Francisco Benkö

From Wikipedia, the free encyclopedia
Jump to: navigation, search

Francisco (Franz) Benkö (Benkő, Benko) (24 June 1910 – 11 January 2010) [1] was a German–Argentine chess master and problemist.

He was born in Berlin into a Jewish family. His father, Richard Wilhelm Benkö, came from Hungary, and his mother, Alice Josephine Helene Pick, from Austria. In 1928 and 1929, he drew simultaneous games with Alexander Alekhine in Berlin.[2] In 1935, Franz Benkö was the first Jewish chess master in Berlin.[3] In spring 1936, he emigrated from Germany via Holland to Argentina, because of Nazi policy.[4]

Francisco Benkö has played many times in Argentine Chess Championship, from 1937 till 2004 (aged 94).[5] Among others, he took 11th in Torneo Mayor 1937 (Jacobo Bolbochán won), took 20th in 1938 (Roberto Grau won), took 11th in 1939 (Juan Traian Iliesco won), took 12th in 1940 (Carlos Guimard won), tied for 9–10th in 1941 (Markas Luckis won), took 13th in 1945 (Herman Pilnik won), shared 5th in 1947 (Héctor Rossetto won), took 5th in 1948 (Julio Bolbochán won), tied for 5–6th in 1949, and tied for 5–7th in 1953. At last, he has taken part in the 2004 Argentine Championship, finishing 91st.[6]

In other tournaments, he tied for 9–10th at Buenos Aires 1939 (Círculo de Ajedrez, Miguel Najdorf and Paul Keres won),[7] took 13th at Buenos Aires 1941 (Najdorf won),[8] took 8th at Buenos Aires 1945 (Círculo de Ajedrez, Najdorf won),[9] took 6th at Remedios de Escalada 1949 (Julio Bolbochán won),[10] tied for 15-16th at Mar del Plata chess tournament 1949 (Rossetto won),[11] and tied for 14-15th at Mar del Plata / Buenos Aires 1954 (the 2nd Torneio Zonal Sulamericano, Oscar Panno won).[12]

Chess composition and friends[edit]

Benkö was the longest living member of the Schwalbe, joining in 1928, and honorary member from 2009 until his death on 11 January 2010 in Buenos Aires. He built a collection of 30,000 compositions. When Benkö lived in Germany, he was acquainted with a few famous composers, including Ado Kraemer, Erich Zepler and Eduard Birgfeld. He also was a friend of Wolfgang Heidenfeld. Benkö knew some players in Berlin, too, but only managed to win against Friedrich Sämisch and Jacques Mieses while losing against Carl Ahues, Kurt Richter and Willi Schlage. In Buenos Aires 1939 Benkö met Alexander Alekhine, who solved some of Benkö's problems. In 1992 Benkö met Mikhail Tal who also tried to solve a chess problem (see below) but failed twice, still solving it afterwards. Upon the original publication of the problem, more than 500 people tried to solve it with half of them guessing incorrectly.[3]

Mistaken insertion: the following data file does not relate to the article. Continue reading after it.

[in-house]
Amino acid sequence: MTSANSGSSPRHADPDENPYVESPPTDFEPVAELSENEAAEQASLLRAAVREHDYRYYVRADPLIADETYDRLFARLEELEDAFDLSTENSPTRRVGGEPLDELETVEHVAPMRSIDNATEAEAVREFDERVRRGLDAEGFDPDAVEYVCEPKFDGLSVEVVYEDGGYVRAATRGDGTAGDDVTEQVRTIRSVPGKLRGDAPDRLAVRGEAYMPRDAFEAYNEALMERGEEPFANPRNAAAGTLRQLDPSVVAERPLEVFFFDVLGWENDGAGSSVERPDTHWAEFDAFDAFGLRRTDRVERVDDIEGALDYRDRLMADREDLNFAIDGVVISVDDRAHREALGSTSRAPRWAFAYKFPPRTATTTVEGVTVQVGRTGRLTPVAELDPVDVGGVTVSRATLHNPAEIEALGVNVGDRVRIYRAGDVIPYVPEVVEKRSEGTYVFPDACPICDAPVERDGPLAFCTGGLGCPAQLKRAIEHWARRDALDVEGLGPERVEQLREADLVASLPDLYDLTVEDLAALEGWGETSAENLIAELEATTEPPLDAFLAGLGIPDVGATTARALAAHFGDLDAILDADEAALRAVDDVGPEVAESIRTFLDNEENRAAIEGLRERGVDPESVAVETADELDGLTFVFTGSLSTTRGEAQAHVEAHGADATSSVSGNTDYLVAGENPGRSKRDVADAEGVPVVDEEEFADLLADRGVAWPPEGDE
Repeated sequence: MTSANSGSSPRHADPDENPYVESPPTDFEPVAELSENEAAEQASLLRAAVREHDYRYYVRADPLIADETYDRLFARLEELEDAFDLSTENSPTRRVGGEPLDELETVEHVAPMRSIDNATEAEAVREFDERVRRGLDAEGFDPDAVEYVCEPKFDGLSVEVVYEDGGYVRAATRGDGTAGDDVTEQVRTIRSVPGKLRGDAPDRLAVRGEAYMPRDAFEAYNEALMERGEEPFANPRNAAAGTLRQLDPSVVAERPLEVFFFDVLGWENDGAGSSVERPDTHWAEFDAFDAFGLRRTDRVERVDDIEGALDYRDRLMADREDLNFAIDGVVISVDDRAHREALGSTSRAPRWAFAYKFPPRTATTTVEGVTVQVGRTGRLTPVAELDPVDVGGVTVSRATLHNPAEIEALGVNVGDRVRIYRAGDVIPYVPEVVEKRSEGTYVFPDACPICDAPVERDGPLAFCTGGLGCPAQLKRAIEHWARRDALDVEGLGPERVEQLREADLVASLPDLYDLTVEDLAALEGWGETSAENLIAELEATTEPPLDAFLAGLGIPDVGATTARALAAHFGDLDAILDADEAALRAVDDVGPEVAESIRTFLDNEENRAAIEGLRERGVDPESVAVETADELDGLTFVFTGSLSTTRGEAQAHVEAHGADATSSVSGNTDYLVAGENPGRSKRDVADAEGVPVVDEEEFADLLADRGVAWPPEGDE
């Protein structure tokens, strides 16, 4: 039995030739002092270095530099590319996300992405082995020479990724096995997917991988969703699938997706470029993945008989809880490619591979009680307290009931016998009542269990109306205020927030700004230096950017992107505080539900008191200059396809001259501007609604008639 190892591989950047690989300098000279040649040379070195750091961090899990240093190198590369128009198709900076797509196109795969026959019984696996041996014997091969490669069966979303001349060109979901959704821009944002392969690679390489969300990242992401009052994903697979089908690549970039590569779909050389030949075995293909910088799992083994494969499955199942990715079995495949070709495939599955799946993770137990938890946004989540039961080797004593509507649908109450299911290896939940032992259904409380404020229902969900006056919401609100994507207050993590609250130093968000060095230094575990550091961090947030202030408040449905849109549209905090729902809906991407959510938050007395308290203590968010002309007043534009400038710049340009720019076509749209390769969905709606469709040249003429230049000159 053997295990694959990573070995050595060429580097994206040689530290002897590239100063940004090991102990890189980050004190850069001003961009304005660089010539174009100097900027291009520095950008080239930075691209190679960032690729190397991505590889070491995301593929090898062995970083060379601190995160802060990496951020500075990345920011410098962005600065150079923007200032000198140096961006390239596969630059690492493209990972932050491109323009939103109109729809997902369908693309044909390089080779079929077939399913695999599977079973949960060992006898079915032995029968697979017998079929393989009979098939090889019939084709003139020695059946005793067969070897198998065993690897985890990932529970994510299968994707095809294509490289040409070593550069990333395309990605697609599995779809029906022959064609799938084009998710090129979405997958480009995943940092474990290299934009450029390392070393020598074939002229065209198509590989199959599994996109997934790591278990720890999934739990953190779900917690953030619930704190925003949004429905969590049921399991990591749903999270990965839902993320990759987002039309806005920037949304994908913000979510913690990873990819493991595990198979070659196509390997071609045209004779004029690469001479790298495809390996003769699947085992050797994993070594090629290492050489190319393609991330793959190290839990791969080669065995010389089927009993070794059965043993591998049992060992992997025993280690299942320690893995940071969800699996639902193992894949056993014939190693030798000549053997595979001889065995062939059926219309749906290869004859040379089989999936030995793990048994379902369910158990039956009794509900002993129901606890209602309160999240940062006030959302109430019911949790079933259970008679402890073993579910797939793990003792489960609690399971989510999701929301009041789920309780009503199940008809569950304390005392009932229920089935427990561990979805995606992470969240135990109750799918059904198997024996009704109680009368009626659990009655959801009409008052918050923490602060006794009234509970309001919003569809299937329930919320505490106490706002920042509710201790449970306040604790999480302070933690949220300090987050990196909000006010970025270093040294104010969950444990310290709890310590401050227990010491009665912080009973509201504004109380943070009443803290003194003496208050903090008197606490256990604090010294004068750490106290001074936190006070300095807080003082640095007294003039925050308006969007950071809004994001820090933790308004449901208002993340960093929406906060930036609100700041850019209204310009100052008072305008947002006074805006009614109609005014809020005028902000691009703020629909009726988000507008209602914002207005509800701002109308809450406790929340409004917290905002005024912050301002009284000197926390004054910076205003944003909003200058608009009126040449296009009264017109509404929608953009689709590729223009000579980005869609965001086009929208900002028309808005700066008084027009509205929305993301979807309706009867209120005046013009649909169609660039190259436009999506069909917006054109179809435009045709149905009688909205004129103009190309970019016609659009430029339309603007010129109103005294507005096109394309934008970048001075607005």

Francisco Benkö
British Chess Magazine, 1950
a b c d e f g h
8
Chessboard480.svg
b8 black queen
h8 black king
f7 white pawn
h7 black pawn
c6 black pawn
d6 white knight
h6 white pawn
c5 white pawn
b3 black pawn
b2 white king
a1 white bishop
8
7 7
6 6
5 5
4 4
3 3
2 2
1 1
a b c d e f g h
Mate in 3

References[edit]

External links[edit]